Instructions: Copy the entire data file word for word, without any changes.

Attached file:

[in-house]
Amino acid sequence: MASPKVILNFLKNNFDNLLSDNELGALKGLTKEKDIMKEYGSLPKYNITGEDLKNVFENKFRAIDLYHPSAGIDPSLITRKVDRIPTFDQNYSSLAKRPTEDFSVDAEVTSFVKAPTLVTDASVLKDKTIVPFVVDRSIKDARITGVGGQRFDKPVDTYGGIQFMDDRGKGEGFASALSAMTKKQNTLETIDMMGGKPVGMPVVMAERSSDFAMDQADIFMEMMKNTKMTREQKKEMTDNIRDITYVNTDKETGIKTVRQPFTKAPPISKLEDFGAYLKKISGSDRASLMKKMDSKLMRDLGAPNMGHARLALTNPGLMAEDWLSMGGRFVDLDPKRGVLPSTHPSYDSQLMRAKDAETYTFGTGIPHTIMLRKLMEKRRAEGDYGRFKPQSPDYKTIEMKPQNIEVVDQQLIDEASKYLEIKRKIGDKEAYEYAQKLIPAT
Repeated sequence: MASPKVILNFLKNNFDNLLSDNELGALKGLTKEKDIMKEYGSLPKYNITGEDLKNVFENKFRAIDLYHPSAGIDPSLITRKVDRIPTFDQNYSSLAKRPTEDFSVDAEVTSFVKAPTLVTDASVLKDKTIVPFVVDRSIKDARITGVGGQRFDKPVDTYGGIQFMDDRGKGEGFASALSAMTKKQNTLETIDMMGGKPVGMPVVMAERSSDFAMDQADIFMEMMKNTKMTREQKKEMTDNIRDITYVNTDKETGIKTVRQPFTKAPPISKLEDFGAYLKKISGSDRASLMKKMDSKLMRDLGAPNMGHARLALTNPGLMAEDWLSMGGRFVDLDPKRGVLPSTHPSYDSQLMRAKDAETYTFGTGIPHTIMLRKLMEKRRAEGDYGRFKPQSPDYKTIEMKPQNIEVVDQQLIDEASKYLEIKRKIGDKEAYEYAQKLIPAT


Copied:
[in-house]
Amino acid sequence: MASPKVILNFLKNNFDNLLSDNELGALKGLTKEKDIMKEYGSLPKYNITGEDLKNVFENKFRAIDLYHPSAGIDPSLITRKVDRIPTFDQNYSSLAKRPTEDFSVDAEVTSFVKAPTLVTDASVLKDKTIVPFVVDRSIKDARITGVGGQRFDKPVDTYGGIQFMDDRGKGEGFASALSAMTKKQNTLETIDMMGGKPVGMPVVMAERSSDFAMDQADIFMEMMKNTKMTREQKKEMTDNIRDITYVNTDKETGIKTVRQPFTKAPPISKLEDFGAYLKKISGSDRASLMKKMDSKLMRDLGAPNMGHARLALTNPGLMAEDWLSMGGRFVDLDPKRGVLPSTHPSYDSQLMRAKDAETYTFGTGIPHTIMLRKLMEKRRAEGDYGRFKPQSPDYKTIEMKPQNIEVVDQQLIDEASKYLEIKRKIGDKEAYEYAQKLIPAT
Repeated sequence: MASPKVILNFLKNNFDNLLSDNELGALKGLTKEKDIMKEYGSLPKYNITGEDLKNVFENKFRAIDLYHPSAGIDPSLITRKVDRIPTFDQNYSSLAKRPTEDFSVDAEVTSFVKAPTLVTDASVLKDKTIVPFVVDRSIKDARITGVGGQRFDKPVDTYGGIQFMDDRGKGEGFASALSAMTKKQNTLETIDMMGGKPVGMPVVMAERSSDFAMDQADIFMEMMKNTKMTREQKKEMTDNIRDITYVNTDKETGIKTVRQPFTKAPPISKLEDFGAYLKKISGSDRASLMKKMDSKLMRDLGAPNMGHARLALTNPGLMAEDWLSMGGRFVDLDPKRGVLPSTHPSYDSQLMRAKDAETYTFGTGIPHTIMLRKLMEKRRAEGDYGRFKPQSPDYKTIEMKPQNIEVVDQQLIDEASKYLEIKRKIGDKEAYEYAQKLIPAT